Frank Lloyd’s blog

Art, architecture and the people that I know.


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I was stuck in traffic this morning, a common experience in Los Angeles.  When faced with an endless line of tail lights, I usually just listen to NPR or select a CD. Traffic is tough, so I’ve developed a golden rule for the L.A freeways: stay in your lane, and don’t hit the car in front of you.  So, there I was—stranded, with my attention focused on the bumper of the car ahead—and I happened to scan the personalized license plate: WKNDOG.

It’s a game we frequently play with personalized plates: What on earth does that stand for? Weekend Dog?  Weakend Dog?  Walkin’ the Dog?  I looked for more clues—and perhaps a dog in the front seat.  But, alas, I was stuck behind the car (obeying my number one traffic rule) and couldn’t identify the driver.  Then, suddenly, I noticed the license plate frame, and there was my clue, because the frame read: “I’m not over the hill; I’m just on the back nine.”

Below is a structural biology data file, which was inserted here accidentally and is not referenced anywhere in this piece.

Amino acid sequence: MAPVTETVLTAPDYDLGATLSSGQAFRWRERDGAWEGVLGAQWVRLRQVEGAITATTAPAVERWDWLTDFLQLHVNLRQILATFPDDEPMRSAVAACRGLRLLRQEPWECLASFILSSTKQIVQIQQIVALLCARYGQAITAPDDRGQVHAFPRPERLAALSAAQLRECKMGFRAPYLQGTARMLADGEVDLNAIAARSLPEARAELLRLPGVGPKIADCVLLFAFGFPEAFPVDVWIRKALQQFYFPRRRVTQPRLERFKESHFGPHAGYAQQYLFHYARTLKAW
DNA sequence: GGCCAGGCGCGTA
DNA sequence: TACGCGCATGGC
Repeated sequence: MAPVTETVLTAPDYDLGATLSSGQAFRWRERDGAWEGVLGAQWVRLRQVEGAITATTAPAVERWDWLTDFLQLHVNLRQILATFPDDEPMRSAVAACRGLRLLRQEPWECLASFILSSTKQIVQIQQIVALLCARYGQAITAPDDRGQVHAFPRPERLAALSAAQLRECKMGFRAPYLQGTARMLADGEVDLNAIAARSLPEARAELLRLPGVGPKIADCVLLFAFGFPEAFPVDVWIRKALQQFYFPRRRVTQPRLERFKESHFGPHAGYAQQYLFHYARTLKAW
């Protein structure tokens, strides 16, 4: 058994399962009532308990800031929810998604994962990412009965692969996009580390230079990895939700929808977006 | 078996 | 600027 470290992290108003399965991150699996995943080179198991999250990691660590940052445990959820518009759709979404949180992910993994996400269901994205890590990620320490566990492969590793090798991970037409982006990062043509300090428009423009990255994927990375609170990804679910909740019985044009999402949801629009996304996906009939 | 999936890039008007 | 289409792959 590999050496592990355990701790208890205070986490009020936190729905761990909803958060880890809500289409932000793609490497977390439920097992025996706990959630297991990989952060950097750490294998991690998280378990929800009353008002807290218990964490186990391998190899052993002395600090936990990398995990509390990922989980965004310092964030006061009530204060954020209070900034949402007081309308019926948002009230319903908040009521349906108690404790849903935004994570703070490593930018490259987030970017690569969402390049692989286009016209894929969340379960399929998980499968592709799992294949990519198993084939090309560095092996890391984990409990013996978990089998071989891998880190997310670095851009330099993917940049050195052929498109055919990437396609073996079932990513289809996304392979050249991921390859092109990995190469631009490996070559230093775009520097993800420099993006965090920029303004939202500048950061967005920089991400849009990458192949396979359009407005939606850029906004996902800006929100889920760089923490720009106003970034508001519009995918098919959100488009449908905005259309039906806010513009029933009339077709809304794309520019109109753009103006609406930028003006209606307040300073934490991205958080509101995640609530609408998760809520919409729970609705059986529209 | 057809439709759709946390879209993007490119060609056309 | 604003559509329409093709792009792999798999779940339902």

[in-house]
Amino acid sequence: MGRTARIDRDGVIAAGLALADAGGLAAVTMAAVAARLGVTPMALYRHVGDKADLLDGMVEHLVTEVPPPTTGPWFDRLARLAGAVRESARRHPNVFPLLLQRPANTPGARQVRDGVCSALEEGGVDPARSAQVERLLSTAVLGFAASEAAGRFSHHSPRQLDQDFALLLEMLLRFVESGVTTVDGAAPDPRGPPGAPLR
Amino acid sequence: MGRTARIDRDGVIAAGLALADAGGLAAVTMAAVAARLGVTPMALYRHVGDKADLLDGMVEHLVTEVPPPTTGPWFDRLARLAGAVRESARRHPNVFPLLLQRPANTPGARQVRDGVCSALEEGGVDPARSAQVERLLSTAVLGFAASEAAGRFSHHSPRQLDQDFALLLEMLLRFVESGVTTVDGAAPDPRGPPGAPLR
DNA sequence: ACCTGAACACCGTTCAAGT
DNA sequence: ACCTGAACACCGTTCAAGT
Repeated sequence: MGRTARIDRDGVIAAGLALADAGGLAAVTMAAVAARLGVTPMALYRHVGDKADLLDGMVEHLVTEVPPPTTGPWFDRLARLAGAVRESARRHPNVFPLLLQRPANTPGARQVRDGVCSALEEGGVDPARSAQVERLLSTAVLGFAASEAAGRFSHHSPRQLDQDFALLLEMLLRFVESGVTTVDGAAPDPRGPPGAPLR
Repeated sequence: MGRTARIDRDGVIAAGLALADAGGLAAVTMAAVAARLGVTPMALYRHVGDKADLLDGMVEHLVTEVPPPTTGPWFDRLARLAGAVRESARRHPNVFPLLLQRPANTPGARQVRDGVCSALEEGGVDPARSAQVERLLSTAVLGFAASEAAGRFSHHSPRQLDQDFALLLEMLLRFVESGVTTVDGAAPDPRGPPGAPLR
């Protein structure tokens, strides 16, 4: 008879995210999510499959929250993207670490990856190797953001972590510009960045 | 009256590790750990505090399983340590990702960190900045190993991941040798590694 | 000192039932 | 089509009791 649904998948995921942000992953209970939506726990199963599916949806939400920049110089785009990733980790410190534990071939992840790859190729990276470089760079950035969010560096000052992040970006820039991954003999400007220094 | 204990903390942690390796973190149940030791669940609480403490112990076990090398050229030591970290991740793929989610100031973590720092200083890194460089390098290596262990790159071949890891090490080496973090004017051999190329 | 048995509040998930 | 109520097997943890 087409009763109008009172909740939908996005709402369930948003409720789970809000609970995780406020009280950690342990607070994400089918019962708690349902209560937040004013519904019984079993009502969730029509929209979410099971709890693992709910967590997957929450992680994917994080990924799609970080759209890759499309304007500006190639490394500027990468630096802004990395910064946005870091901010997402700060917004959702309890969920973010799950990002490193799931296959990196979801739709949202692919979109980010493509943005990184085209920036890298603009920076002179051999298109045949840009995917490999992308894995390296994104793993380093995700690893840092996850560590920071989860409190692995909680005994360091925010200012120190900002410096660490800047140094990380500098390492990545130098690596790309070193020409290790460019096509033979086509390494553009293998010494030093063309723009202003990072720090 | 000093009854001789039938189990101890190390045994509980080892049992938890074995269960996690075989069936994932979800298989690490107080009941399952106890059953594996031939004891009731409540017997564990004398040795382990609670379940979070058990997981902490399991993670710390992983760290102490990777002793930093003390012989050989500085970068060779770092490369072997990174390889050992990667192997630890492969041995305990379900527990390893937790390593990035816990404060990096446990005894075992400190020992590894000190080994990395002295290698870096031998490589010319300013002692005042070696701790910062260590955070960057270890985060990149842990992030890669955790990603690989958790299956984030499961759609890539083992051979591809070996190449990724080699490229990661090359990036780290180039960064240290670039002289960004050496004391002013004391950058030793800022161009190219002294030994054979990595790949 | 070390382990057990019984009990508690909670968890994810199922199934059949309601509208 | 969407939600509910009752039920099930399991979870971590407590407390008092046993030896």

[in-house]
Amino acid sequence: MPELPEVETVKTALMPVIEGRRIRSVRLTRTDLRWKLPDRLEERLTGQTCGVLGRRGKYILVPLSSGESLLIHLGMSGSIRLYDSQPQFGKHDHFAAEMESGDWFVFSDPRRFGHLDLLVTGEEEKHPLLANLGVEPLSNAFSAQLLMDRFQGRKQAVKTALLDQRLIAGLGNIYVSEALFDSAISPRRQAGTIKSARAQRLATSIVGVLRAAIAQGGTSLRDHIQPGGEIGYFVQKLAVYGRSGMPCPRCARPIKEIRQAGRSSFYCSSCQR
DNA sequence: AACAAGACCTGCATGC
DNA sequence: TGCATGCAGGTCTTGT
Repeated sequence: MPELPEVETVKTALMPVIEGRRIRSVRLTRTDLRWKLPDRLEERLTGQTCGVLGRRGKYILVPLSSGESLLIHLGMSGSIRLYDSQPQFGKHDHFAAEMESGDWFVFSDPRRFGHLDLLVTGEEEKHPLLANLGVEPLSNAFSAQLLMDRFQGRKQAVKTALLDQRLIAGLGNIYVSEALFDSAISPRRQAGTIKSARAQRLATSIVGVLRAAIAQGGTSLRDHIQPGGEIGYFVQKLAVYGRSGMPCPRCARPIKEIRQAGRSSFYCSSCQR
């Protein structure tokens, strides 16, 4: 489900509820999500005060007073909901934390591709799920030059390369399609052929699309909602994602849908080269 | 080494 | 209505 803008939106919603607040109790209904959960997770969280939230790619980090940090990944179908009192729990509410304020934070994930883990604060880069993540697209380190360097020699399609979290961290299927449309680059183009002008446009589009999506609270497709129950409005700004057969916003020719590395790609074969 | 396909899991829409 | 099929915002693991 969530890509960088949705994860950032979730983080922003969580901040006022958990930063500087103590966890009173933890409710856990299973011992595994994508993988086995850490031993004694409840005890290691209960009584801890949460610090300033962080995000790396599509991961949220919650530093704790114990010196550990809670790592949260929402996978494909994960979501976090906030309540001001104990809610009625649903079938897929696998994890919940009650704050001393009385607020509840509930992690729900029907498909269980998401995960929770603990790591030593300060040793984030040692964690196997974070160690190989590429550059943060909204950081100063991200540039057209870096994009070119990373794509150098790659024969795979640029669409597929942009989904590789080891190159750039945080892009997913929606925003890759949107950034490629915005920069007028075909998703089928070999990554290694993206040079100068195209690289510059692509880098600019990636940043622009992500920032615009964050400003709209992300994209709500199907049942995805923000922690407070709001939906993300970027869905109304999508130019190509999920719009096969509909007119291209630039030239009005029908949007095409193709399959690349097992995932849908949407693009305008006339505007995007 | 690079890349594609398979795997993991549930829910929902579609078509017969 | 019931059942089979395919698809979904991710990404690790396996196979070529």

Not over the hill, just walking the dog and on the back nine. What a great attitude, I thought. Longevity has been on my mind lately because of my rapidly advancing age. As I consider the issues of productivity and stagnation, I’m looking for moments of inspiration.  The personalized license plate was certainly one—a pleasant reminder of walking a dog combined with a simple sports analogy.

Over the past 15 years, I’ve been fortunate—this gallery has presented the work of legendary artists such as Beatrice Wood, who continued to work in the studio until she was 105.  I have witnessed the incredible burst of energy and power in the monumental late works of Peter Voulkos. And this month, I have received some more inspiration, in the form of the paintings of Ed Moses.

Ed has produced what several viewers have said could be the work of a young man—perhaps in his twenties. For a painter who is so well known for large-scale abstract work, to venture into the territory of decorative patterning and figuration is risky.  What 83-year old do you know who would take this much risk?  His productivity is astounding, with a vitality and inventiveness that few can match—at any age. It seems to me that he has a key to longevity.

Written by Frank Lloyd

May 16, 2009 at 11:01 pm

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